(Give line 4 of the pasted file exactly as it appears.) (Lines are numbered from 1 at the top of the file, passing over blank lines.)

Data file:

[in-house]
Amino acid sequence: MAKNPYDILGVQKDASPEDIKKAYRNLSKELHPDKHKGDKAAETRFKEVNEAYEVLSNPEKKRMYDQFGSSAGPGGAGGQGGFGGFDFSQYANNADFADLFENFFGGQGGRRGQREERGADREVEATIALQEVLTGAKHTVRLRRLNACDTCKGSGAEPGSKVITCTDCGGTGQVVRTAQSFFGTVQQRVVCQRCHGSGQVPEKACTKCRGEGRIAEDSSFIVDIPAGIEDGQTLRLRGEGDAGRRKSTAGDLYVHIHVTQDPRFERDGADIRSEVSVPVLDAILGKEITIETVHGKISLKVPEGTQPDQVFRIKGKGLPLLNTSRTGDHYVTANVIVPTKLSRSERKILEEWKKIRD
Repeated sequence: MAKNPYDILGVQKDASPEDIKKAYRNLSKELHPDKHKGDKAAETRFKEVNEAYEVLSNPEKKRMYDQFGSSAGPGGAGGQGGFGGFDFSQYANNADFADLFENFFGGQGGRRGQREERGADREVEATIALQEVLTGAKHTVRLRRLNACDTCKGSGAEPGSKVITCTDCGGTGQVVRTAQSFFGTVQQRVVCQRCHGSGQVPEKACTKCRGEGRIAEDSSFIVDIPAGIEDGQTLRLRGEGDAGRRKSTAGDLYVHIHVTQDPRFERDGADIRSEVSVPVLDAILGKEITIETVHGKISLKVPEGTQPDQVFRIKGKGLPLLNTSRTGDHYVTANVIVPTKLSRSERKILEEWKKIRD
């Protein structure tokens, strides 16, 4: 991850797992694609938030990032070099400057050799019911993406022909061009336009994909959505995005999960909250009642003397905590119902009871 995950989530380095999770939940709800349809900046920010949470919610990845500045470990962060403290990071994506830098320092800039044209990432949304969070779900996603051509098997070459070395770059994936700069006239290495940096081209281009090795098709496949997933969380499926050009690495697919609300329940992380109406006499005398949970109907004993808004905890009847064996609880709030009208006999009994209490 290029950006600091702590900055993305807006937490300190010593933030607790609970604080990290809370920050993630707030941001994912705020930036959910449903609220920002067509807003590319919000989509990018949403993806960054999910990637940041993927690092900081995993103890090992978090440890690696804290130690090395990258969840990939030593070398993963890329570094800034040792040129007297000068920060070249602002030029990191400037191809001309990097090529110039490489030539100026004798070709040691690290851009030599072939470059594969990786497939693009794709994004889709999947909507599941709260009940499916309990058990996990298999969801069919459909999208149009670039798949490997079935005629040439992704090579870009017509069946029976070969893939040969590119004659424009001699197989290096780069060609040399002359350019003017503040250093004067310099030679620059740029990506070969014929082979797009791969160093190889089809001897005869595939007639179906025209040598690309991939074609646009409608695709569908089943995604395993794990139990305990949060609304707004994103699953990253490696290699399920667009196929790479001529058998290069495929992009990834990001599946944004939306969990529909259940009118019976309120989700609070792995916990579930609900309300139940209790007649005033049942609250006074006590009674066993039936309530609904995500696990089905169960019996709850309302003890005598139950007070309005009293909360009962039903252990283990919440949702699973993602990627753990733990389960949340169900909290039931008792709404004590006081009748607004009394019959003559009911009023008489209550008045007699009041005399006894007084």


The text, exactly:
């Protein structure tokens, strides 16, 4: 991850797992694609938030990032070099400057050799019911993406022909061009336009994909959505995005999960909250009642003397905590119902009871 995950989530380095999770939940709800349809900046920010949470919610990845500045470990962060403290990071994506830098320092800039044209990432949304969070779900996603051509098997070459070395770059994936700069006239290495940096081209281009090795098709496949997933969380499926050009690495697919609300329940992380109406006499005398949970109907004993808004905890009847064996609880709030009208006999009994209490 290029950006600091702590900055993305807006937490300190010593933030607790609970604080990290809370920050993630707030941001994912705020930036959910449903609220920002067509807003590319919000989509990018949403993806960054999910990637940041993927690092900081995993103890090992978090440890690696804290130690090395990258969840990939030593070398993963890329570094800034040792040129007297000068920060070249602002030029990191400037191809001309990097090529110039490489030539100026004798070709040691690290851009030599072939470059594969990786497939693009794709994004889709999947909507599941709260009940499916309990058990996990298999969801069919459909999208149009670039798949490997079935005629040439992704090579870009017509069946029976070969893939040969590119004659424009001699197989290096780069060609040399002359350019003017503040250093004067310099030679620059740029990506070969014929082979797009791969160093190889089809001897005869595939007639179906025209040598690309991939074609646009409608695709569908089943995604395993794990139990305990949060609304707004994103699953990253490696290699399920667009196929790479001529058998290069495929992009990834990001599946944004939306969990529909259940009118019976309120989700609070792995916990579930609900309300139940209790007649005033049942609250006074006590009674066993039936309530609904995500696990089905169960019996709850309302003890005598139950007070309005009293909360009962039903252990283990919440949702699973993602990627753990733990389960949340169900909290039931008792709404004590006081009748607004009394019959003559009911009023008489209550008045007699009041005399006894007084």